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South Wedge Food Program moving to Avenue D


The South Wedge Food Program has found itself a new home and will be moving out of the neighborhood it’s been a part of for nearly 50 years.

The food pantry plans to move into unoccupied space in the Lincoln Branch Library, which is located at the intersection of Avenue D and Joseph Avenue. The 4,000 square-foot area toward the library’s rear previously housed a chapter of the Hillside Children’s Center. A contract between the pantry and the city of Rochester is up for vote by City Council on Oct. 12 which, if approved, would grant the Food Program a five-year lease for the library space beginning Oct. 15.

The Food Program’s new location was approved by the Rochester Library Board of Trustees in September.

“We’ve been really searching since about January for a new home,” said Executive Director of the South Wedge Food Program Jay Rowe. “The place on Avenue D materialized pretty early on, we toured that in early August, and it was perfect, it had our name all over it.”

Since the 1970s, the South Wedge Food Program has been housed inside office space attached to the Calvary Presbyterian Church at 68 Ashland Street. Developer Patrick Dutton, who owns the property, plans on converting that space into apartments, while leaving the church sanctuary untouched.

As part of the move, the Food Program will also get a new name, though Rowe said the group hasn’t chosen one yet. He added that the organization should have an announcement about the new name in the next couple of weeks.

The South Wedge Food Program is a full-service food pantry that also offers delivery to clients, making the group somewhat unique among other emergency food services in Rochester. During the early days of the pandemic, the pantry saw a sharp falloff of volunteers while the demand for its services nearly doubled.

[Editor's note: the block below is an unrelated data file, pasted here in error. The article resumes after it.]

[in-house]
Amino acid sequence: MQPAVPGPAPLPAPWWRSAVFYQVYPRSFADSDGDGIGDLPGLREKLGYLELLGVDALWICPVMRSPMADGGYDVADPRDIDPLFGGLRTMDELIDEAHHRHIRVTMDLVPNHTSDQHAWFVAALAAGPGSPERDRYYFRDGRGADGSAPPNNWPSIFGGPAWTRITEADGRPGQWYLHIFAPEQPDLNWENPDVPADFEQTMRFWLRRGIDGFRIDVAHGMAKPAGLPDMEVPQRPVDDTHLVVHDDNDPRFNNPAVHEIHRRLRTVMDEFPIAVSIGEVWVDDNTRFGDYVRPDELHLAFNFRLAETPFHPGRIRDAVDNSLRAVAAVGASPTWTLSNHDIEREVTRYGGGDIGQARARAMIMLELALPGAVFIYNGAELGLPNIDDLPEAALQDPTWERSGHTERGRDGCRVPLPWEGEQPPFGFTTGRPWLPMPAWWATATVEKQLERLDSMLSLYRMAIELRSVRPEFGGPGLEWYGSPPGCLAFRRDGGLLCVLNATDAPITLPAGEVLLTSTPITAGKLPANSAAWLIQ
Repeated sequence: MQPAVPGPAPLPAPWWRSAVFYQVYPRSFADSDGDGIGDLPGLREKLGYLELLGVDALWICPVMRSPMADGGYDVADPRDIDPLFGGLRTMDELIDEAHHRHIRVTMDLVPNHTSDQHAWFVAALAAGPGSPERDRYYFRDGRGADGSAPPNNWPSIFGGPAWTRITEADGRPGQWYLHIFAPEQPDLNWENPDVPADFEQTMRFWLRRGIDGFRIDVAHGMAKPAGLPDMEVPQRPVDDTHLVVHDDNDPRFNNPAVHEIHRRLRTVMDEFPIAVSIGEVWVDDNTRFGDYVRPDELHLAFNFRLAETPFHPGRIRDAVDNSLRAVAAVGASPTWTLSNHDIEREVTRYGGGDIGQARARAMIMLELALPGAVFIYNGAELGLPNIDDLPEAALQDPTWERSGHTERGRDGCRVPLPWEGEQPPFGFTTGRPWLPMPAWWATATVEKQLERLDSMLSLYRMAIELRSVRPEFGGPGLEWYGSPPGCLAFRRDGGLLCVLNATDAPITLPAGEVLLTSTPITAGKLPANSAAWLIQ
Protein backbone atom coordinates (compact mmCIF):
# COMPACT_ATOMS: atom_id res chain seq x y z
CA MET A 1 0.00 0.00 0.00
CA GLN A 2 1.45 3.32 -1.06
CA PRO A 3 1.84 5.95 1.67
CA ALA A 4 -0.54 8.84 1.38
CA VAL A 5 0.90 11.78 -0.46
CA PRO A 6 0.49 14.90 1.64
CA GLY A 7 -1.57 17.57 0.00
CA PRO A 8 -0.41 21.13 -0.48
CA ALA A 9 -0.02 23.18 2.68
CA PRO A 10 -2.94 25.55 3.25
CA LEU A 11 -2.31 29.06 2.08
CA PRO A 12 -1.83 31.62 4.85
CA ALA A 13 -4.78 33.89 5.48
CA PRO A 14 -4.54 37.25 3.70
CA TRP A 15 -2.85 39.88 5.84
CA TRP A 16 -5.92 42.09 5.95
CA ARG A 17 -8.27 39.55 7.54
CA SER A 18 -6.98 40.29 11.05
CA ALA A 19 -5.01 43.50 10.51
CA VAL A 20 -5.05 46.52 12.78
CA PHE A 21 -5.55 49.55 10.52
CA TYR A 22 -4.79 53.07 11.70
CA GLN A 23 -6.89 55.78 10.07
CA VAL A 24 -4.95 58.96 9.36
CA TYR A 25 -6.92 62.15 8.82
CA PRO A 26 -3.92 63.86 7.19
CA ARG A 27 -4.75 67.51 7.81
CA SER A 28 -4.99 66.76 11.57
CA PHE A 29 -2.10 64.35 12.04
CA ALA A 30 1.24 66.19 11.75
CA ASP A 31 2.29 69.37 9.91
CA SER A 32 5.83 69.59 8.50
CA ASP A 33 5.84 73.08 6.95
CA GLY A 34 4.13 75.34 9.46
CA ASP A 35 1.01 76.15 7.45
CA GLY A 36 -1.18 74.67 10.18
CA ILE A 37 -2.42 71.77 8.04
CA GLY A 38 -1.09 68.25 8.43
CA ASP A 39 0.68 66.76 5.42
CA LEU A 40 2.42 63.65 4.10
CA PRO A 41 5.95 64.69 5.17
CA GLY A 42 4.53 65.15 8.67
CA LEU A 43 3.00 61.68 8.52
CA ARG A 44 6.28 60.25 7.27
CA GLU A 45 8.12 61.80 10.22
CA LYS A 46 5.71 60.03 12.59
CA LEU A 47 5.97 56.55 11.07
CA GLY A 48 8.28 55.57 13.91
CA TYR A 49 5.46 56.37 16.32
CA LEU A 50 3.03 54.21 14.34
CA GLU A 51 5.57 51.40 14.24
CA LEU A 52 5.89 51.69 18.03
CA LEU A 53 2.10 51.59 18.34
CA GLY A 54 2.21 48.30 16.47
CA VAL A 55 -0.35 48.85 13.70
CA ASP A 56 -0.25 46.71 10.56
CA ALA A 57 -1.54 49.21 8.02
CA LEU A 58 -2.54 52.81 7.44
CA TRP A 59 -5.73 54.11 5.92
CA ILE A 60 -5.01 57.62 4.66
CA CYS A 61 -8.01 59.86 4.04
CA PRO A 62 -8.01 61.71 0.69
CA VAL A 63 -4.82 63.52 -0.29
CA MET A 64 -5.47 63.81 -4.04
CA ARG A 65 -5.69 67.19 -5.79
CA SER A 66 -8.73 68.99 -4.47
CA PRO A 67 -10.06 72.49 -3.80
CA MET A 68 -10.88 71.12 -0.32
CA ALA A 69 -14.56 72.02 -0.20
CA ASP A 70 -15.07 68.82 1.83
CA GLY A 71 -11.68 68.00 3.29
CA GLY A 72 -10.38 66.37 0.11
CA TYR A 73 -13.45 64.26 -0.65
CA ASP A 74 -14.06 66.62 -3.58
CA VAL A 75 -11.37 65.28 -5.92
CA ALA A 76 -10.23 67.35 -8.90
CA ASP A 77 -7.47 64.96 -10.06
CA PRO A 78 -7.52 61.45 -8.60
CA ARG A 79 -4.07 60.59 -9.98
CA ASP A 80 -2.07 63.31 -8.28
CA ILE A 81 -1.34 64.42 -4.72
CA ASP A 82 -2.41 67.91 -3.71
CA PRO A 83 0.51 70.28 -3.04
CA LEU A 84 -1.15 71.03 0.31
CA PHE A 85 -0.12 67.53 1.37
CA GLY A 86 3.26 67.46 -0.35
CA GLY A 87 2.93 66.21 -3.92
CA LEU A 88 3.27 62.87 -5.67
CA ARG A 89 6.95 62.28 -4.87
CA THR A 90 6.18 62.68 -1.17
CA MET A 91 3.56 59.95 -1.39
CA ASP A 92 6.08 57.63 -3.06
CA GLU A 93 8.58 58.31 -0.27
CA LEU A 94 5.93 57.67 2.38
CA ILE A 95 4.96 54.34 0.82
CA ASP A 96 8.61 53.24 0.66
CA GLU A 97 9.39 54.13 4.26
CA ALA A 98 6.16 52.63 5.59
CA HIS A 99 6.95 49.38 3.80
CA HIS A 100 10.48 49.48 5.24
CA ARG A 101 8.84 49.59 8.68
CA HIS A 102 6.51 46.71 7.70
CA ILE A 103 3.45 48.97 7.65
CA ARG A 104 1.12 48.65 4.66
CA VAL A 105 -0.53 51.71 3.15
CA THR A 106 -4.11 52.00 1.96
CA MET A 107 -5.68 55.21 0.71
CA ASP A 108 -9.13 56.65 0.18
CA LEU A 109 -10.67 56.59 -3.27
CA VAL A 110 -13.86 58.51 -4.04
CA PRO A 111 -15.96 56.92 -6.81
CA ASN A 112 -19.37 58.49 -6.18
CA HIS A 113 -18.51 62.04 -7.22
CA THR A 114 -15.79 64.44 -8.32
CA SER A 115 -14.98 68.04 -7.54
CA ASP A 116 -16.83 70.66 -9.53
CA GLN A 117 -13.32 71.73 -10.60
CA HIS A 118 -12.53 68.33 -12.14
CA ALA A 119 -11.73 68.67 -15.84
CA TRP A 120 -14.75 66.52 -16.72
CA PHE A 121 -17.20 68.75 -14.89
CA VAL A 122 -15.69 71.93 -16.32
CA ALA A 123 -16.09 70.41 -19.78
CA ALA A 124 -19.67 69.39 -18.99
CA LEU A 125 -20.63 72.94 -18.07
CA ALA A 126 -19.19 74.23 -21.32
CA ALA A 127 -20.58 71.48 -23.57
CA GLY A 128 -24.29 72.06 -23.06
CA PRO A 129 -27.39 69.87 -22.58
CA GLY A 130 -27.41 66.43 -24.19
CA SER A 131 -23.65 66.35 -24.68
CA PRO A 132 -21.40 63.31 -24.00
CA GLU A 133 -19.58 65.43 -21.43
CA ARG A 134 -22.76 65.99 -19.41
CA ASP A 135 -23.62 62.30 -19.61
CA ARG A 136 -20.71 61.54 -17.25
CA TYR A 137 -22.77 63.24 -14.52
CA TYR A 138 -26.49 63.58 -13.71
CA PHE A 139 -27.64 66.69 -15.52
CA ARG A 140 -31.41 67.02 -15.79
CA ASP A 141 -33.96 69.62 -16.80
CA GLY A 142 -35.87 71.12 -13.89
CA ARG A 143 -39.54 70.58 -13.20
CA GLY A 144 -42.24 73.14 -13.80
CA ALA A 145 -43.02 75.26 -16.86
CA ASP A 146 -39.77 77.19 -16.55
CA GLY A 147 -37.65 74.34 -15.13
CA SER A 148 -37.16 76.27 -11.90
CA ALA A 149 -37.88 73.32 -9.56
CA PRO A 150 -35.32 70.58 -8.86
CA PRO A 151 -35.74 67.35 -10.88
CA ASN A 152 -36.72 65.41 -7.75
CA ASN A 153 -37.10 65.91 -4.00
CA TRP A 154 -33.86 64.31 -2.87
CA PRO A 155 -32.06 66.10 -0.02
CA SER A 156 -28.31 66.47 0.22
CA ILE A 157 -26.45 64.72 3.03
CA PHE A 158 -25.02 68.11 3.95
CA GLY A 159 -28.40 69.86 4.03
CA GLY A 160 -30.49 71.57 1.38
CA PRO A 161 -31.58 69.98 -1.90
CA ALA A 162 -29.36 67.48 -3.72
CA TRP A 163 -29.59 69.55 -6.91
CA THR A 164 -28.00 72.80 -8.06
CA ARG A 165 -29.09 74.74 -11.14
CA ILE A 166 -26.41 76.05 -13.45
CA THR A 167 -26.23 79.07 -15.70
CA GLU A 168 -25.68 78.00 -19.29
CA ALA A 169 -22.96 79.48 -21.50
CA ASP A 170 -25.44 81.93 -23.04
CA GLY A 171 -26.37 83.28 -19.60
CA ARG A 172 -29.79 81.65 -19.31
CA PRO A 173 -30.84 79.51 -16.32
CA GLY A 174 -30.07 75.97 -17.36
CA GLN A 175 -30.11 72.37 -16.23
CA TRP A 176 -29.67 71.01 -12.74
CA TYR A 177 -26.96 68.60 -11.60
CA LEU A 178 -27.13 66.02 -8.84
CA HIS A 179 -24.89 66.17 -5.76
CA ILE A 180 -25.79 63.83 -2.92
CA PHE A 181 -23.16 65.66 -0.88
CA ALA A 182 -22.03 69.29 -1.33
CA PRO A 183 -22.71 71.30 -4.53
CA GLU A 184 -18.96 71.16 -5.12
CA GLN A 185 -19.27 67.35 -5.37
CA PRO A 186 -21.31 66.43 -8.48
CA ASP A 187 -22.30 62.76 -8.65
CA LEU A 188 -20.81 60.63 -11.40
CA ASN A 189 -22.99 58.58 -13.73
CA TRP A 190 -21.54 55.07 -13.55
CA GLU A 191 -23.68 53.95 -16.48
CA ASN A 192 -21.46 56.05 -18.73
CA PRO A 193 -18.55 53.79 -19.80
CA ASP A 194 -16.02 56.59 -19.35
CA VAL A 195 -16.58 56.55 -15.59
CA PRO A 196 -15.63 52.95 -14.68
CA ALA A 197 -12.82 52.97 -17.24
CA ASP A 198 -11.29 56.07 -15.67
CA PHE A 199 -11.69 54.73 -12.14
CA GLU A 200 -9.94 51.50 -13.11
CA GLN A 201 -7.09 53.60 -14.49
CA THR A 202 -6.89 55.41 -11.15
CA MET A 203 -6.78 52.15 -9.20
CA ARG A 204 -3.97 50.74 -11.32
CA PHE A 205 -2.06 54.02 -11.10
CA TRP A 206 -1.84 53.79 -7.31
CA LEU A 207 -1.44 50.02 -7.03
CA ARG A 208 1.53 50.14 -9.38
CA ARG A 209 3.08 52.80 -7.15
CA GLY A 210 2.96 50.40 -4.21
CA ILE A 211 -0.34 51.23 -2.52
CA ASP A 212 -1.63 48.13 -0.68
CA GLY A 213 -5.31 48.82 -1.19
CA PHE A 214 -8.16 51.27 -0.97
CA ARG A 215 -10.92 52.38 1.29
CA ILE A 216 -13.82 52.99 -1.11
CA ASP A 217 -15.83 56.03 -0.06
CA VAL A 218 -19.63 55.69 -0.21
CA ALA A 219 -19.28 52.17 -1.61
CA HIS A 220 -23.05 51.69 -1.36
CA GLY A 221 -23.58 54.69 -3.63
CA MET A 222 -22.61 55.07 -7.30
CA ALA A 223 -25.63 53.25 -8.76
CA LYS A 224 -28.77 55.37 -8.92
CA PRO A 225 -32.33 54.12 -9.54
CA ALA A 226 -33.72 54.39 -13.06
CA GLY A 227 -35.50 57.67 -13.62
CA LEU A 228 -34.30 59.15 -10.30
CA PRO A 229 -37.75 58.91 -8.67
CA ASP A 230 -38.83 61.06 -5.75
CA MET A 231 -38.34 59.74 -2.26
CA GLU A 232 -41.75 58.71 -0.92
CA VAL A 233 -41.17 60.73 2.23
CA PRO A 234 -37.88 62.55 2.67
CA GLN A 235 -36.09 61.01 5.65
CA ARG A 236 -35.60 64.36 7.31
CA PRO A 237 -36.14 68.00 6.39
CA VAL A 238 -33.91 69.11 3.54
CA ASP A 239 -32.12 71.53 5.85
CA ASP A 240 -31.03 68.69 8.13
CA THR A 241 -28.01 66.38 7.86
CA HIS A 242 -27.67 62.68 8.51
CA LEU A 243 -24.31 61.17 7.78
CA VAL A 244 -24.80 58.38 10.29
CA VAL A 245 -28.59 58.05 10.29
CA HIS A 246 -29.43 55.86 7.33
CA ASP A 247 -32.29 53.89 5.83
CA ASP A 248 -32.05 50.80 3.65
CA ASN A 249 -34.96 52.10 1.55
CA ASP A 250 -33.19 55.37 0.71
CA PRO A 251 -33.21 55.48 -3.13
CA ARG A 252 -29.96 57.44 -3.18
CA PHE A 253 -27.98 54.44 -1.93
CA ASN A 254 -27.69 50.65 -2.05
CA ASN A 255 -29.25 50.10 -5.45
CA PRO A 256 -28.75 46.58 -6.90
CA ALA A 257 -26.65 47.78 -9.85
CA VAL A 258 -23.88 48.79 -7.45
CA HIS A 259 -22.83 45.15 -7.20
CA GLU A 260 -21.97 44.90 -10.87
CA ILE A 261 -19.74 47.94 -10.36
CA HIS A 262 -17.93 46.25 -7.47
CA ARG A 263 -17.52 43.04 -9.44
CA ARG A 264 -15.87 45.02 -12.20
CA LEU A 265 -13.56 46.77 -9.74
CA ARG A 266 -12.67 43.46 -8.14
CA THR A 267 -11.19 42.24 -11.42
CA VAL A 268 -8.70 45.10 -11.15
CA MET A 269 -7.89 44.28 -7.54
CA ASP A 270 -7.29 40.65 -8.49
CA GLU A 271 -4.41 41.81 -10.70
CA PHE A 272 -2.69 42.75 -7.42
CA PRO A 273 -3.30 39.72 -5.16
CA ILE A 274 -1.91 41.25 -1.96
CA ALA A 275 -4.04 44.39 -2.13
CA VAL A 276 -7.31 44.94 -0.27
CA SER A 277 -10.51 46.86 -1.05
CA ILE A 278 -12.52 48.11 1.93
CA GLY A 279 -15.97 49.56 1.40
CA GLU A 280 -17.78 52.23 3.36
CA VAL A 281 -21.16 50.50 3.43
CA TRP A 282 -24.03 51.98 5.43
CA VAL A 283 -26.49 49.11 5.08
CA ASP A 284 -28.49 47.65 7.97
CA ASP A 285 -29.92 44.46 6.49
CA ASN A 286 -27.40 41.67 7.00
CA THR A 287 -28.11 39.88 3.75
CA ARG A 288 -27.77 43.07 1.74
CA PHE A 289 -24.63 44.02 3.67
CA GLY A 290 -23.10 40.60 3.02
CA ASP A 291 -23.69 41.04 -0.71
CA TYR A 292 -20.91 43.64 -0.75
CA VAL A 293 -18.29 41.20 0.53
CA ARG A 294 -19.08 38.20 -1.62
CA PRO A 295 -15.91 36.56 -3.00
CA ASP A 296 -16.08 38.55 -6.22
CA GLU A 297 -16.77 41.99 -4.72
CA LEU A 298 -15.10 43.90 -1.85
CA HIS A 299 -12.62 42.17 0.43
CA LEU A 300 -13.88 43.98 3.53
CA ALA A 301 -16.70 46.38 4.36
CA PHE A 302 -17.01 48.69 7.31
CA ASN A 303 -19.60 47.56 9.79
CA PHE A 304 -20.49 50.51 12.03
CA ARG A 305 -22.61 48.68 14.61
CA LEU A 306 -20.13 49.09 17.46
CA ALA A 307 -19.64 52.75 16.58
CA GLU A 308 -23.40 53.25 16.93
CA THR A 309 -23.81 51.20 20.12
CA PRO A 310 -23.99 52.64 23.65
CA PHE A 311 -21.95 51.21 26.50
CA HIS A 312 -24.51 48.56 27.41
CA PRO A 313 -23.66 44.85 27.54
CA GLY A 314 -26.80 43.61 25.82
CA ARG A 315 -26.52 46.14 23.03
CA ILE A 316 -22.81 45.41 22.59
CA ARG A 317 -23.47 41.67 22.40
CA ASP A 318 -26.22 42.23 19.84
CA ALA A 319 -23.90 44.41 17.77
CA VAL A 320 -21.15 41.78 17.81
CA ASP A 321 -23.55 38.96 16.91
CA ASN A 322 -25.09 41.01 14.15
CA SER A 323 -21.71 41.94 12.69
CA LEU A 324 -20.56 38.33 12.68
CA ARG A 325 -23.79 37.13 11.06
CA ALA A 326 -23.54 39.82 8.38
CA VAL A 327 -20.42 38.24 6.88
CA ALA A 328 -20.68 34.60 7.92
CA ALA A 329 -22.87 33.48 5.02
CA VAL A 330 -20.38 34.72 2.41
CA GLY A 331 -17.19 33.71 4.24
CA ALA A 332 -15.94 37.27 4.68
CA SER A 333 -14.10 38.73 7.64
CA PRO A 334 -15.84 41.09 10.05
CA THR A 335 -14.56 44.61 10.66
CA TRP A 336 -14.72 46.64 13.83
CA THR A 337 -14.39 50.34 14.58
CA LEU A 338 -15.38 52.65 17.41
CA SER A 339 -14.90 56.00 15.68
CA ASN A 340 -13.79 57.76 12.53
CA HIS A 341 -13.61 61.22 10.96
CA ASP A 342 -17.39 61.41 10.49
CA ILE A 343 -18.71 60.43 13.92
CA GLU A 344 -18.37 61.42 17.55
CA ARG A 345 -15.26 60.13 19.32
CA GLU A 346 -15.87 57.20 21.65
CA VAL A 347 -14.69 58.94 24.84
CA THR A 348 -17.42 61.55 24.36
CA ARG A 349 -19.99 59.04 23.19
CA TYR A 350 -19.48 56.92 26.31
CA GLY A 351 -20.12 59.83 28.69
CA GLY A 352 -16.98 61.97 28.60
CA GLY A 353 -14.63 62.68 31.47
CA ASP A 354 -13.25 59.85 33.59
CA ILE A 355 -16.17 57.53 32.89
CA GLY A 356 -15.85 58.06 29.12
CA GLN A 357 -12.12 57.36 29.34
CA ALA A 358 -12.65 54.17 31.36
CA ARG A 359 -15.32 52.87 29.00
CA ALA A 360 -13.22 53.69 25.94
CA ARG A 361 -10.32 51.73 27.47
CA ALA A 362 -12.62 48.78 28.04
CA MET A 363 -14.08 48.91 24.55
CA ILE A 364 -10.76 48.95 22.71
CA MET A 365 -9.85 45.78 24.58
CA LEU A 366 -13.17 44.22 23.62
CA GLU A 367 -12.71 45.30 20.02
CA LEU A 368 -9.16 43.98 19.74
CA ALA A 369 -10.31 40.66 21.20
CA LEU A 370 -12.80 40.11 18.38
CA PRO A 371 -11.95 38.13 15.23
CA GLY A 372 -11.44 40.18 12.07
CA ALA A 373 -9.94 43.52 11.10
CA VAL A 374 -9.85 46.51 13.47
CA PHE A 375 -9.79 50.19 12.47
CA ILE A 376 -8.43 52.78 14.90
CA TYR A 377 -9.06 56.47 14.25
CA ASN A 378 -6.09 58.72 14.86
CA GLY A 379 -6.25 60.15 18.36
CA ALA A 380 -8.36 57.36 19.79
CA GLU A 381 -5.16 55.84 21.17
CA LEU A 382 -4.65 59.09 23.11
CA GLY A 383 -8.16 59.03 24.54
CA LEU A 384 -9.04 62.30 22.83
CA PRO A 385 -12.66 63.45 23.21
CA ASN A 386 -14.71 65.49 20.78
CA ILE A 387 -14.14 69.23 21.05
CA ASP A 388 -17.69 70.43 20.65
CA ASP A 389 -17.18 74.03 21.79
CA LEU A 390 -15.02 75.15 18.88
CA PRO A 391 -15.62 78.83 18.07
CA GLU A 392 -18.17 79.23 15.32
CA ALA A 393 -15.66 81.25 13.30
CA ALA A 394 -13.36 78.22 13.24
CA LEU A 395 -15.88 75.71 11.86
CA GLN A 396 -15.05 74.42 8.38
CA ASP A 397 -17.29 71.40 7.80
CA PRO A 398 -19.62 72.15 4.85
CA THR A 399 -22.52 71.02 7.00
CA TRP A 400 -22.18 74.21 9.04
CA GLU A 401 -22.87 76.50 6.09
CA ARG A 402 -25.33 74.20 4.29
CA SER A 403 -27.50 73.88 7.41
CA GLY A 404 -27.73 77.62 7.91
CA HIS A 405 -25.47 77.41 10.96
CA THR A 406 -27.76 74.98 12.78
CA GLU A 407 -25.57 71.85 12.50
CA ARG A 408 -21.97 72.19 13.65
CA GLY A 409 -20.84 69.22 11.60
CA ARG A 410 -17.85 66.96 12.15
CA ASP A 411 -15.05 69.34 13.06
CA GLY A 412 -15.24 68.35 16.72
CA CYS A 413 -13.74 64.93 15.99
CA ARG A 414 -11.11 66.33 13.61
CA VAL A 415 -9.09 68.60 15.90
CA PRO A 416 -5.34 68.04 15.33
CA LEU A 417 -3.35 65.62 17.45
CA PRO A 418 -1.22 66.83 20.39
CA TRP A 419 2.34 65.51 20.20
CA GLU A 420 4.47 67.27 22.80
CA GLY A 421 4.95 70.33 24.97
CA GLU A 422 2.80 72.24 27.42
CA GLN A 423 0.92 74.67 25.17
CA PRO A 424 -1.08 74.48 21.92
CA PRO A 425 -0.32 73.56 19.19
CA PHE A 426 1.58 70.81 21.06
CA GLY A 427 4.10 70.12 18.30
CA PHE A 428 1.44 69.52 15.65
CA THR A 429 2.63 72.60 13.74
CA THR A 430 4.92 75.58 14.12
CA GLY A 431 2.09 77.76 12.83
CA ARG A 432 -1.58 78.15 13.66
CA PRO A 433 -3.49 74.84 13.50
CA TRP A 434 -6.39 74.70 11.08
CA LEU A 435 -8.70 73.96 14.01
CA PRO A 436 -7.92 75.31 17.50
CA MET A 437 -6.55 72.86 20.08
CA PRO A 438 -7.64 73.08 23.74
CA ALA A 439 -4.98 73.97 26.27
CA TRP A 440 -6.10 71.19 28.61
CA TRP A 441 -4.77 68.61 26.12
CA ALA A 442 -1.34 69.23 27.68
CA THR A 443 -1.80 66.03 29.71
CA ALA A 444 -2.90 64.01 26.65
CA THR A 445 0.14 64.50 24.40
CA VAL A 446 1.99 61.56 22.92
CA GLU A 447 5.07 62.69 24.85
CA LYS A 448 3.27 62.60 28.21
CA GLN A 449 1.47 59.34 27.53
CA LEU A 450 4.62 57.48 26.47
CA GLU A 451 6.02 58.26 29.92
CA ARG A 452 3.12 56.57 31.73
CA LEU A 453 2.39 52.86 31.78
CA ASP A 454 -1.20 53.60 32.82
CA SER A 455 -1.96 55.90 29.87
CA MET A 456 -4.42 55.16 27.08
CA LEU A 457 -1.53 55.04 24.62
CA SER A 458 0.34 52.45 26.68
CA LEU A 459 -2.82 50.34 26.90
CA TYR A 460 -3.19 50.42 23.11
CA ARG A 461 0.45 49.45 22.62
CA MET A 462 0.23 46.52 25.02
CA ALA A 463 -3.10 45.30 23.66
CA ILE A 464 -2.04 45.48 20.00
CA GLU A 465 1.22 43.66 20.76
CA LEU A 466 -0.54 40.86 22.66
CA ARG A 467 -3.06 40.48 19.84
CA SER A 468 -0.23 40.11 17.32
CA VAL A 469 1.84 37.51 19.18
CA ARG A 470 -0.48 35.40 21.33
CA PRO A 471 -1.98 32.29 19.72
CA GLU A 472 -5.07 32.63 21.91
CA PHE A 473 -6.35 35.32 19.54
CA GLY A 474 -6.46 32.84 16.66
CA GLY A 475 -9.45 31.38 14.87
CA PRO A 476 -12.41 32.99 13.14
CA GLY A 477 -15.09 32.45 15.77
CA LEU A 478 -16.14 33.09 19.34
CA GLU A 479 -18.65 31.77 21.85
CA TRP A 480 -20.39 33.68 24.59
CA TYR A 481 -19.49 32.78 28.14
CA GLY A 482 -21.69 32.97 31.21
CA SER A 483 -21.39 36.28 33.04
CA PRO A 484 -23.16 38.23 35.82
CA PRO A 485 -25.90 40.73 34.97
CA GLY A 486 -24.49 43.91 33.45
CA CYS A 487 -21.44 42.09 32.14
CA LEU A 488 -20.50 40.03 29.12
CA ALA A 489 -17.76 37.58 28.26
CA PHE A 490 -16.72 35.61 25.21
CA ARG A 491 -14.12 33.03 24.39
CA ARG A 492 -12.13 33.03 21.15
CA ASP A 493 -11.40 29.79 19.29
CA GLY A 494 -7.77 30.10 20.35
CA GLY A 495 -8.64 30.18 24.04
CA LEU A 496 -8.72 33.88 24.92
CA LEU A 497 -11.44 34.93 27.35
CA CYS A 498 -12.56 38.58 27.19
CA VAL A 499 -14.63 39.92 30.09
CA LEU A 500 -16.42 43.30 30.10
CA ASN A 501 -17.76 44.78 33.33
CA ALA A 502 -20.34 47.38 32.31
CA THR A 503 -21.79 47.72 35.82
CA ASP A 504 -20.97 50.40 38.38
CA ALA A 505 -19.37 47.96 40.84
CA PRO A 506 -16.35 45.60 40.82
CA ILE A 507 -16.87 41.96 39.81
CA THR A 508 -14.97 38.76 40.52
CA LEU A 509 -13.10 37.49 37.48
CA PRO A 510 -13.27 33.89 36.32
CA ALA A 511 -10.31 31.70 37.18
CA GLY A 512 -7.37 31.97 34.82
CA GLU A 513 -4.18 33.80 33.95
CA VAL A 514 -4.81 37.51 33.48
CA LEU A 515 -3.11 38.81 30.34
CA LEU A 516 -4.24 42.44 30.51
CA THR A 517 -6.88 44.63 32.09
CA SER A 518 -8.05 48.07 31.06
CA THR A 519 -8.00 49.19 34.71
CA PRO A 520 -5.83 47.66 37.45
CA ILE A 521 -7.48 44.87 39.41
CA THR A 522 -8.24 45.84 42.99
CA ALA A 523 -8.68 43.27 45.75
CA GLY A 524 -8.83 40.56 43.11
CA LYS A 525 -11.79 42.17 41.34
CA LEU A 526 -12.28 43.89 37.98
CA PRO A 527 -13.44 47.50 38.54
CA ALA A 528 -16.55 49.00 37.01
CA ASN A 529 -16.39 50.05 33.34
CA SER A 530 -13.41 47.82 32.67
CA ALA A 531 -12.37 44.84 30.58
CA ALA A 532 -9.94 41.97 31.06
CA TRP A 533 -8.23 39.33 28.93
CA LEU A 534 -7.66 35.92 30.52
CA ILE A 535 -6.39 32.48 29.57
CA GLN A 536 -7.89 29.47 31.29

Rowe said the number of monthly clients peaked at around 3,000 last summer.

“I think the need is still there,” Rowe said. “We’ve plateaued a little but we’ve settled around, and it changes every month, but about 2,000 families every month coming to get food, which is maybe a little out of the ordinary according to some of the other pantries I’ve spoken to who are seeing their volume slow down.”

At the Lincoln Branch, Rowe hopes to do more with the program, including offering some educational workshops around nutrition for families.

From its new location, the Food Program will continue to offer delivery services to the Rochester area, as well in walk-in service.

“We’re a little bit different in that we offer delivery to all areas of the city and surrounding areas for people that, for whatever reason, are challenged with mobility,” Rowe said.

Gino Fanelli is a CITY staff writer. He can be reached at (585) 775-9692 or